Fourth-year economics and accounting major Zain Jaffri said that determining access to food has proven difficult while living at UCSB, given that dining halls are typically closed at night, when he can break his fast.
“You have to figure out how you’re going to get a meal [at this time],” he said. “I know they started accommodating now, like you can take two meals at night … but it’s just tough to manage.”
“I usually go to I.V. to get Freebirds and save it until the morning and microwave it,” Jaffri continued. “There’s been times where I forget to wake up [before the fast period], so you have to go throughout the day without [food].”
For second-year Middle East studies major Ehsan Varnous, the month of Ramadan has been an opportunity for self-reflection every year.
“At least for one month, you can really put everything aside and focus on yourself,” Varnous said. “You start to become more humble, you start to become more grateful for what you have. It kind of puts you in a position where you’re more willing to learn, where you’re more willing to accept your flaws and correct them.”
Varnous said that Ramadan also illustrates how fleeting internal desires and indulgence are in life.
“It’s kind of interesting — you feel hungry the whole day, then after two bites you’re full,” Varnous said. “I think it speaks levels in the whole meaning of Ramadan because [you] fast for 17 hours and are full after 10 minutes. It’s a prime example of how fleeting the pleasures of this world are and how small this life is.”
“There’s so many things which plague our mind during the day when we’re just avoiding food and water, but as you can eat and drink, you don’t even have that big of a desire after the first few minutes,” he continued.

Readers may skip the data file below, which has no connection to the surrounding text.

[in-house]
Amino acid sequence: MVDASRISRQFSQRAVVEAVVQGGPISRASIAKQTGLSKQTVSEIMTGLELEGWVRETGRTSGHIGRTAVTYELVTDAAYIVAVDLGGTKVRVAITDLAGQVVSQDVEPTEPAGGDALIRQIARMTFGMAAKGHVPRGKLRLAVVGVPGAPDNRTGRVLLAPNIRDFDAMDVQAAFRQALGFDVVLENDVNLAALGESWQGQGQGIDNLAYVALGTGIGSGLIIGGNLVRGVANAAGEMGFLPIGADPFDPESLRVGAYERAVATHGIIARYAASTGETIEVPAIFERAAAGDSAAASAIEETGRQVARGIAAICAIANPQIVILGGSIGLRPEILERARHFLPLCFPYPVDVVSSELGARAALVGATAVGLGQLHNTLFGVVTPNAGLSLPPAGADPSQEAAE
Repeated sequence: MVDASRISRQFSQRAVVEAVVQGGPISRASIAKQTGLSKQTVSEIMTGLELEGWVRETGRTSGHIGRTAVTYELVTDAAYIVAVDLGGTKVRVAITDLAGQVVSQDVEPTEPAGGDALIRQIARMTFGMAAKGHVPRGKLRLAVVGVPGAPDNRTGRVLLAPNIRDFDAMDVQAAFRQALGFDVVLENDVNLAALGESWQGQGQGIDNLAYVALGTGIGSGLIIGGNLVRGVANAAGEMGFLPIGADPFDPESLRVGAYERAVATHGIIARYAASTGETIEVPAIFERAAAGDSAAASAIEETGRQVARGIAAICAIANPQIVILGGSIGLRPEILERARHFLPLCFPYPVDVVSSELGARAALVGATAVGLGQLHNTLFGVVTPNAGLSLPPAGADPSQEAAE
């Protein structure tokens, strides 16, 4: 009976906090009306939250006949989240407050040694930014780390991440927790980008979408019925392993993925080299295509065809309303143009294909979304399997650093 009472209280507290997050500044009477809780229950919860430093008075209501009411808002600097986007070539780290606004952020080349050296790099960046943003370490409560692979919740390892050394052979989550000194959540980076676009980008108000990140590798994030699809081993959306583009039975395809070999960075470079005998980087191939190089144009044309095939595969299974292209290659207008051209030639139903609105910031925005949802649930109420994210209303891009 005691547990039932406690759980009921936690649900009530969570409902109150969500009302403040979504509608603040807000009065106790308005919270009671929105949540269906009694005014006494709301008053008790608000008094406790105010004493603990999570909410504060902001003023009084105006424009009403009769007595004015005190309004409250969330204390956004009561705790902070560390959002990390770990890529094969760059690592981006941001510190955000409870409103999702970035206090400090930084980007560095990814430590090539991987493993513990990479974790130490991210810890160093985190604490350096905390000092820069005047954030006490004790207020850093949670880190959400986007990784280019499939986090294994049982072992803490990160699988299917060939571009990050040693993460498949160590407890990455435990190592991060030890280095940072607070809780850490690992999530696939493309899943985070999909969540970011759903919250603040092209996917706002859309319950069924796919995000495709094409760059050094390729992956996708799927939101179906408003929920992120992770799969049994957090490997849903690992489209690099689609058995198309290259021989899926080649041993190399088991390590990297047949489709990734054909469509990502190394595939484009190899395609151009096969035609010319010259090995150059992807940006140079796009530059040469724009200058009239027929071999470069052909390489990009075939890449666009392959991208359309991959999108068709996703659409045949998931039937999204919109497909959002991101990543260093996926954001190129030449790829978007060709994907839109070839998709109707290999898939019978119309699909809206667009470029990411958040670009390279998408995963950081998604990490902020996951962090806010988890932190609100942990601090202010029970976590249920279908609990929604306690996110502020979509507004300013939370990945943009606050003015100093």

In regards to how he observes Ramadan while away from home at UCSB, Varnous spoke to the difficulty of getting food before dawn and after dusk from the university dining halls, saying that especially in the early hours of 5:00 a.m. the dining commons are not open and food options are limited.
“It wasn’t the most convenient [with fasting] because obviously, they’re not going to open the dining halls at like 5:00 a.m.,” he said. “What are we going to do in the morning when we want to eat? How can we stack up food in our fridge?”
Furthermore, Varnous said Muslims engage in food restrictions during the month of Ramadan such as only eating halal meat, which is often not accessible in the dining commons.
“There are some restrictions for Muslims — you have to be eating something which is halal, which is that the meat has to be slaughtered a certain way, blessed and cleaned,” he said. “That’s not the average chicken leg that’s in Portola dining commons.”
Varnous also said that he hopes professors are more aware and flexible with students observing Ramadan, as fasting can often result in lack of concentration and focus on assignments and during lectures.
“I’m not saying that all my professors need to be aware that there is a kid in the class who’s starving and can’t focus — it’s a drastic reach to make — but I feel like there’s things that could be done at the bare minimum at the education level that faculty could understand.”
Regardless, Varnous appreciates the Muslim student community at UCSB and how he has been able to find fellow peers to observe the month alongside with.
“We have a beautiful, large Muslim Student Association, a great community and they come together every night,” he said. “I think they’re doing a great job. You feel a bit isolated at times, but if you embrace the [Muslim] community … it kind of gives back that feeling of family and being surrounded by people who are going through the same journey.”